There's new evidence that schizophrenia could be related to our immune system – a discovery which could radically change the way the condition is treated.
No one really knows what causes schizophrenia, the mental disorder that distorts a person's behaviour, ideas and moods. It's a condition that affects 1 percent of the population here in New Zealand.
Symptoms include delusional thinking, paranoia, hearing voices and a lack of motivation, and the prevailing theory is that it's caused by too much dopamine in the brain.
Dopamine is a chemical messenger that's released when something unexpected happens: it's a chemical alert to pay attention, get ready to respond, and then learn from the experience. This experience then helps you model the world around you and function in it. It's the ability to update these models that lets us get on in life, especially in the social world.
So if the dopamine signal isn't working properly and it becomes overactive, the brain is constantly on high alert and ready to respond when there's nothing going on. This can lead to delusions and a detachment from reality, as the brain tries to work out what's happening.
This explains some of the symptoms, but it doesn't explain others like difficulties with planning, memory and motivation, and new research suggests that our Immune system could be a factor.
Microglia, which are immune cells, wash around the brain and act like cleaners, taking away wasted and unused neural connections and protecting the brain from infection. In schizophrenia, especially in the early stages, there's a surge in the number and the activity of these cells.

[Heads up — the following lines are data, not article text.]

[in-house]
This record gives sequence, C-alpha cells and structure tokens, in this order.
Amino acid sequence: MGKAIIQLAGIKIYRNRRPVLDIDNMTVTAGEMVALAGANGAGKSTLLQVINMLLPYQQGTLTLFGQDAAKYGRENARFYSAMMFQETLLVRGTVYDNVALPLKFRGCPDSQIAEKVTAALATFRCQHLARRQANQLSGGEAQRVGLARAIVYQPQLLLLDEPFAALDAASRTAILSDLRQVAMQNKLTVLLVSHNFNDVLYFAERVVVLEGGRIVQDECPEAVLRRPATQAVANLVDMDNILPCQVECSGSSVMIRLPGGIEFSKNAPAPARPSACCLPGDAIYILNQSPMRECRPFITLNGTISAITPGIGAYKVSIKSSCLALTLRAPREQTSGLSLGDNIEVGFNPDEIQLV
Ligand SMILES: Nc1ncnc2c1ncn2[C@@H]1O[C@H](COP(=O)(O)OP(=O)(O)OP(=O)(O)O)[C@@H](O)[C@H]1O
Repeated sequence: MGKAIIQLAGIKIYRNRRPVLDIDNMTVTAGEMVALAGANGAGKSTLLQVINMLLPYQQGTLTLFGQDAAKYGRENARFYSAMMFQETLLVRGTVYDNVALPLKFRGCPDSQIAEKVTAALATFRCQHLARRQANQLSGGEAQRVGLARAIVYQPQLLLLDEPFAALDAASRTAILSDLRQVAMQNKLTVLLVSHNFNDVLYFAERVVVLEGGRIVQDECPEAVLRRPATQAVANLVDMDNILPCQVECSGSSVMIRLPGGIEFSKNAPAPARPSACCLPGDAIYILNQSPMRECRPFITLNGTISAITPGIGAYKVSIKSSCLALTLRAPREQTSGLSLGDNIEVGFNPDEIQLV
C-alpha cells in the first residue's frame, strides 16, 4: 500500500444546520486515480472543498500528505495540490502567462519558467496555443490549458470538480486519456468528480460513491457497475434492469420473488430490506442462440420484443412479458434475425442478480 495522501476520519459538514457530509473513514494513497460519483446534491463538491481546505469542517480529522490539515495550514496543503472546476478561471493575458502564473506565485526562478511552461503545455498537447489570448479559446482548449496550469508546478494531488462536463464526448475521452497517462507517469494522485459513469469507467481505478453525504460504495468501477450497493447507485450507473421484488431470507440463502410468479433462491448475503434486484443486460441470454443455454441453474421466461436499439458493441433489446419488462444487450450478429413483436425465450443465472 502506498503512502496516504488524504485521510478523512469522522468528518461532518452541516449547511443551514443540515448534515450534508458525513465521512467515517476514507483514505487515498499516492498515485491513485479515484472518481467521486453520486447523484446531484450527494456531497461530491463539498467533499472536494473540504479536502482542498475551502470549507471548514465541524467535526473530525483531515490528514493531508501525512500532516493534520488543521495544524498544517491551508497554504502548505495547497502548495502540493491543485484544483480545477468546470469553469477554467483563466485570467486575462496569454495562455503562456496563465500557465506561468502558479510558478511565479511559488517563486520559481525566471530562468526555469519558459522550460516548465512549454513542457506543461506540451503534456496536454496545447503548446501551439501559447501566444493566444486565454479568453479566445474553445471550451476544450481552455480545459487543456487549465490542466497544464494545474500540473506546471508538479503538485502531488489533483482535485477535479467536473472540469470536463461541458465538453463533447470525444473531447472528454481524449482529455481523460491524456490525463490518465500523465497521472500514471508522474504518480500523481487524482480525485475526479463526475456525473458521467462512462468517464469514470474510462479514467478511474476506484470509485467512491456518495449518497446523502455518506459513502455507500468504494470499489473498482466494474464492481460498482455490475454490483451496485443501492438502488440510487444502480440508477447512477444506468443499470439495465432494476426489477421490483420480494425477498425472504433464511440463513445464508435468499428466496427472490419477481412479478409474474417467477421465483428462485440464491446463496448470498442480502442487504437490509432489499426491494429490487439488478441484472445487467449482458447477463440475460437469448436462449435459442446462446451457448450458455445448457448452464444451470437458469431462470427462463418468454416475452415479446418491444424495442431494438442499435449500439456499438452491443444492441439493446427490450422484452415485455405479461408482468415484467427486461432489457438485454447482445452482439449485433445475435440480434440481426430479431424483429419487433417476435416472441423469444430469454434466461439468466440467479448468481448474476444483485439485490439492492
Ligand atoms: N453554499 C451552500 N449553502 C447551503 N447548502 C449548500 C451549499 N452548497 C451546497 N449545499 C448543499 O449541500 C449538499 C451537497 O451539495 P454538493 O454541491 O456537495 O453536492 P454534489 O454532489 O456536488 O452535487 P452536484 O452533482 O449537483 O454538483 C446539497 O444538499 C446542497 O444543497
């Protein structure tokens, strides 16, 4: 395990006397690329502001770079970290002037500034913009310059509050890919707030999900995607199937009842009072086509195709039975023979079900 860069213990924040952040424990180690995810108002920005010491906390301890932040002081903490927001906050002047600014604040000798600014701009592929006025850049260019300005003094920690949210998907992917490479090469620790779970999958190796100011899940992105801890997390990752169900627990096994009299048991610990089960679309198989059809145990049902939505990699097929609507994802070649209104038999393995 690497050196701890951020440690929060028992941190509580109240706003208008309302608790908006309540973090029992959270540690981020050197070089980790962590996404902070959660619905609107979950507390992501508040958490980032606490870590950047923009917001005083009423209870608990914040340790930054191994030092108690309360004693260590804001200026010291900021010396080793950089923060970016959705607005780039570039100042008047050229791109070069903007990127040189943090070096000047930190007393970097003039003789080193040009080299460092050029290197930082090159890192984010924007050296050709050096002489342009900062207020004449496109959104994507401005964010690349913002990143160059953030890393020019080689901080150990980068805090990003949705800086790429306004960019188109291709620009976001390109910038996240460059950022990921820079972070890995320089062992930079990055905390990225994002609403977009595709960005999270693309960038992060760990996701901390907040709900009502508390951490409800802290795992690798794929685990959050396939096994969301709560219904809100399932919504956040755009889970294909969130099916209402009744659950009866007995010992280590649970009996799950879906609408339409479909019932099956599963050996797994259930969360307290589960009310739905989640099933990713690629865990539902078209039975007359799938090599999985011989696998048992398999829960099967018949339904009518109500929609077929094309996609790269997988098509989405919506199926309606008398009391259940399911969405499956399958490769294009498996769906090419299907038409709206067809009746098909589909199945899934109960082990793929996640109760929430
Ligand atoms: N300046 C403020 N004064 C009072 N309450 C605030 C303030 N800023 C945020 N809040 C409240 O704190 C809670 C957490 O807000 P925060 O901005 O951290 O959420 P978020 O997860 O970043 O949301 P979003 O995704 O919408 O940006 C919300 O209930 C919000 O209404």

The thinking is that this leads to an 'over pruning' of connections between neurons, damaging links that are needed for the brain to function properly.
Oliver Howes is a professor of molecular psychiatry at the Medical Research Council - London Institute of Medical Sciences and he and his team have been researching the link between the immune system and schizophrenia.
"This is one of the most exciting things I think that's happening in brain science in the last few years, the realisation that microglia aren't just there to defend against infection or deal with damaged and decaying cells but actually play this really key, fundamental role in pruning away the connections that we don't need." Professor Oliver Howes